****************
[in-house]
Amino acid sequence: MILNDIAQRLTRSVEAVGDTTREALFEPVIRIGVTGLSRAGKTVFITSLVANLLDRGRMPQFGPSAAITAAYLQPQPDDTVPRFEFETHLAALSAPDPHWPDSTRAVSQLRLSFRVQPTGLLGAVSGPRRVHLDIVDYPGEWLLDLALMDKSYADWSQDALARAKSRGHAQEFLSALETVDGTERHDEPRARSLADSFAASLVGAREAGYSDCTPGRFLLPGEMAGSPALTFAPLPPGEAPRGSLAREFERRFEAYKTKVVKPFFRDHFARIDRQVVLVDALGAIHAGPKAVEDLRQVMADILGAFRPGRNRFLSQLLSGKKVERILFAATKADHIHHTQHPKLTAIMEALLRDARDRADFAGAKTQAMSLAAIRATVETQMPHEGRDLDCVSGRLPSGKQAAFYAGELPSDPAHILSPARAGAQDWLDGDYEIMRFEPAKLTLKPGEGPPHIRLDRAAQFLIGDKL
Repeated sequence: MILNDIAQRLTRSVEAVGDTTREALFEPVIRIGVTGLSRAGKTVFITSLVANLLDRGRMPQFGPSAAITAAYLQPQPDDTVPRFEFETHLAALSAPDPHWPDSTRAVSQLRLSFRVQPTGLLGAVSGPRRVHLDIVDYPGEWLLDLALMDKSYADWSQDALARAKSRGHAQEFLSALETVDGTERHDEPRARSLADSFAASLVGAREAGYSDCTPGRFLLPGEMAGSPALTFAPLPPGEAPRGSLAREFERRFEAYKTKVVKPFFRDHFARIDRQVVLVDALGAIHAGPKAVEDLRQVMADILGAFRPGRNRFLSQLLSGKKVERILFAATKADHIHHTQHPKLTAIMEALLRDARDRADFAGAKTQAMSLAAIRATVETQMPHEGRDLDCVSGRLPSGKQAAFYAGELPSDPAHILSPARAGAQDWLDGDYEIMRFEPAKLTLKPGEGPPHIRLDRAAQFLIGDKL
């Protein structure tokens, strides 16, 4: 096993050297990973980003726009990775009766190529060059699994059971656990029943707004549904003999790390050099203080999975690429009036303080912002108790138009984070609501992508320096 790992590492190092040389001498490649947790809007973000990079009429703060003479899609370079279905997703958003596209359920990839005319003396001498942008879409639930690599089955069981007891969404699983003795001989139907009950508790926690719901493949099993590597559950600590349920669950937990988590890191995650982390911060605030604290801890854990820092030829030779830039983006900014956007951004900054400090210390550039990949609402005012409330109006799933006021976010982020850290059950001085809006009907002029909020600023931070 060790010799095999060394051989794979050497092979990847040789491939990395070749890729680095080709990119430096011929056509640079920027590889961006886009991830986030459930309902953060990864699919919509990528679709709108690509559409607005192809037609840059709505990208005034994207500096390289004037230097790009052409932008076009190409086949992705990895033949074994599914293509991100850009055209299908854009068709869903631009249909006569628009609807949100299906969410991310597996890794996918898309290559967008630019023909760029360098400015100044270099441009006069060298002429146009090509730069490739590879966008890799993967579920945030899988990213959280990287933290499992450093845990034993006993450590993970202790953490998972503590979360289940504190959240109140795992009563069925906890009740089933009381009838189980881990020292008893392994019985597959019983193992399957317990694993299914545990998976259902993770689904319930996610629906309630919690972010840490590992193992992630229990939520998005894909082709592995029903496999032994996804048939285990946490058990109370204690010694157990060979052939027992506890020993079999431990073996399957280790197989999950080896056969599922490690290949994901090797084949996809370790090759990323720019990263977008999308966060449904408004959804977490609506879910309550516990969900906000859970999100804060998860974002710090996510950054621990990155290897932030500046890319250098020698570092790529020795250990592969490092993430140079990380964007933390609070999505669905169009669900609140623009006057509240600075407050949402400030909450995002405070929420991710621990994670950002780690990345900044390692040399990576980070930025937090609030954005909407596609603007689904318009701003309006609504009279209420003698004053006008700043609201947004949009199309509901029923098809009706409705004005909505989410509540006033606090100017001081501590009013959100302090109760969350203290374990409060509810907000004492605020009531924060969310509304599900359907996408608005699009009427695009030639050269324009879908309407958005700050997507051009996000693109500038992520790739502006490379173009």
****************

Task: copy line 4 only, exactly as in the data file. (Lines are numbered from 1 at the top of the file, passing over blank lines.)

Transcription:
């Protein structure tokens, strides 16, 4: 096993050297990973980003726009990775009766190529060059699994059971656990029943707004549904003999790390050099203080999975690429009036303080912002108790138009984070609501992508320096 790992590492190092040389001498490649947790809007973000990079009429703060003479899609370079279905997703958003596209359920990839005319003396001498942008879409639930690599089955069981007891969404699983003795001989139907009950508790926690719901493949099993590597559950600590349920669950937990988590890191995650982390911060605030604290801890854990820092030829030779830039983006900014956007951004900054400090210390550039990949609402005012409330109006799933006021976010982020850290059950001085809006009907002029909020600023931070 060790010799095999060394051989794979050497092979990847040789491939990395070749890729680095080709990119430096011929056509640079920027590889961006886009991830986030459930309902953060990864699919919509990528679709709108690509559409607005192809037609840059709505990208005034994207500096390289004037230097790009052409932008076009190409086949992705990895033949074994599914293509991100850009055209299908854009068709869903631009249909006569628009609807949100299906969410991310597996890794996918898309290559967008630019023909760029360098400015100044270099441009006069060298002429146009090509730069490739590879966008890799993967579920945030899988990213959280990287933290499992450093845990034993006993450590993970202790953490998972503590979360289940504190959240109140795992009563069925906890009740089933009381009838189980881990020292008893392994019985597959019983193992399957317990694993299914545990998976259902993770689904319930996610629906309630919690972010840490590992193992992630229990939520998005894909082709592995029903496999032994996804048939285990946490058990109370204690010694157990060979052939027992506890020993079999431990073996399957280790197989999950080896056969599922490690290949994901090797084949996809370790090759990323720019990263977008999308966060449904408004959804977490609506879910309550516990969900906000859970999100804060998860974002710090996510950054621990990155290897932030500046890319250098020698570092790529020795250990592969490092993430140079990380964007933390609070999505669905169009669900609140623009006057509240600075407050949402400030909450995002405070929420991710621990994670950002780690990345900044390692040399990576980070930025937090609030954005909407596609603007689904318009701003309006609504009279209420003698004053006008700043609201947004949009199309509901029923098809009706409705004005909505989410509540006033606090100017001081501590009013959100302090109760969350203290374990409060509810907000004492605020009531924060969310509304599900359907996408608005699009009427695009030639050269324009879908309407958005700050997507051009996000693109500038992520790739502006490379173009």